EAST FLATBUSH — A Brooklyn teen who loved basketball and helped elderly neighbors carry their groceries was shot to death after buying pizza with friends late Friday night, just steps from his home in East Flatbush, officials said.
Bryan Antoine, 19, was found with a gunshot wound to his back outside a deli at 830 Clarkson Ave., near East 51st Street, just before 11 p.m., cops said.
He was rushed to Kings County Hospital, where he died.
Sources said that the victim had just bought some pizza with friends at Domino's when he went across the street to the deli to buy soda.
As he waited outside for his friends, a gunman came up and shot him in the back and fled.
"He shouldn't have been taken like this," said Gilbert Charles, 21, Antoine's friend. "It wasn't his time. He was a good kid."
The motive for the shooting was unclear, sources told DNAinfo.com New York. There did not appear to have been an argument before the shooting and nothing appears to have been taken — leaving Antoine's loved ones searching for answers.
"You can't really say what happened because I don't know," said Alester Hassan, 43, Antoine's step-father, who said he was "feeling numb" after the shooting.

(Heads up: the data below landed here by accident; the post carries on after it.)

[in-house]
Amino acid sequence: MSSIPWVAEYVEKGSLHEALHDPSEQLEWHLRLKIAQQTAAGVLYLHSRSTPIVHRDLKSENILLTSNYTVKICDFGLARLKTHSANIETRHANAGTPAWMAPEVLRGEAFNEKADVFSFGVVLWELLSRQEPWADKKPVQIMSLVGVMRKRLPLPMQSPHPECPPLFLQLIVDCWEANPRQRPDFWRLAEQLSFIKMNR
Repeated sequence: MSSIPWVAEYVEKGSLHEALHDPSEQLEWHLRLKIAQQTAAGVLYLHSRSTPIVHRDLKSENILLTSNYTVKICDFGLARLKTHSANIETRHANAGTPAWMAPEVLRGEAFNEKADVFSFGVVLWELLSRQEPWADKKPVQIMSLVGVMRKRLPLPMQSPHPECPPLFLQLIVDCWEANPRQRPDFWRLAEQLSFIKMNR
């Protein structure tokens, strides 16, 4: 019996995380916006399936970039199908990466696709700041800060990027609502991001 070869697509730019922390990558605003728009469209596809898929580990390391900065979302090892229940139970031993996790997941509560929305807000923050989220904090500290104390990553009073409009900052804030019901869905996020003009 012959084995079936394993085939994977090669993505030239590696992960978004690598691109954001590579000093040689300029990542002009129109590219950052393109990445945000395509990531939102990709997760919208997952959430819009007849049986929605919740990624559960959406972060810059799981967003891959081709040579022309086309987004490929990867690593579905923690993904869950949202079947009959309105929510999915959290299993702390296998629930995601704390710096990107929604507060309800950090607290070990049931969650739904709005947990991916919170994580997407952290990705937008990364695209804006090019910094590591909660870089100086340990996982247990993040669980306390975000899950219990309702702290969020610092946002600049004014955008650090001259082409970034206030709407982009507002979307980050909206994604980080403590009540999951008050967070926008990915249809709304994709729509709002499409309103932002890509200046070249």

He and Antoine's mother were at home when they learned of the shooting.
"The neighbors came to the door...and informed us," he continued. "We went there [to the scene], and he was in the ambulance trying to recover.
"I guess he didn't make it."
Laura Francis, 64, who said she has lived in Antoine's building for 13 years, described him as a "very mannerly, very respectable" young man who "never used any obscene language."
"When I was coming up the stairs with the bags he would help me because I have bad knees," she said. "I was so shocked when I heard this this morning, so sad.... The parents came down and told me this morning. [Antoine's mother] told me, 'My son got shot.'"
Charles had just returned from a two-week trip to Upstate New York when he heard that his friend had been killed. The pair frequently played basketball together at Winthrop Beacon Community Center, he said.
"I was just playing basketball with him two weeks ago. I went away I came back and heard this news — I never even got to see him when I came back," he said. "He never ran with bad crews. In this 'hood, he's known for being a basketball player."
It's precisely for that reason, Charles continued, that he wants Antoine "to be remembered as a basketball player. It shouldn't have been his time."
No description of the suspect was immediately available and no arrests were made.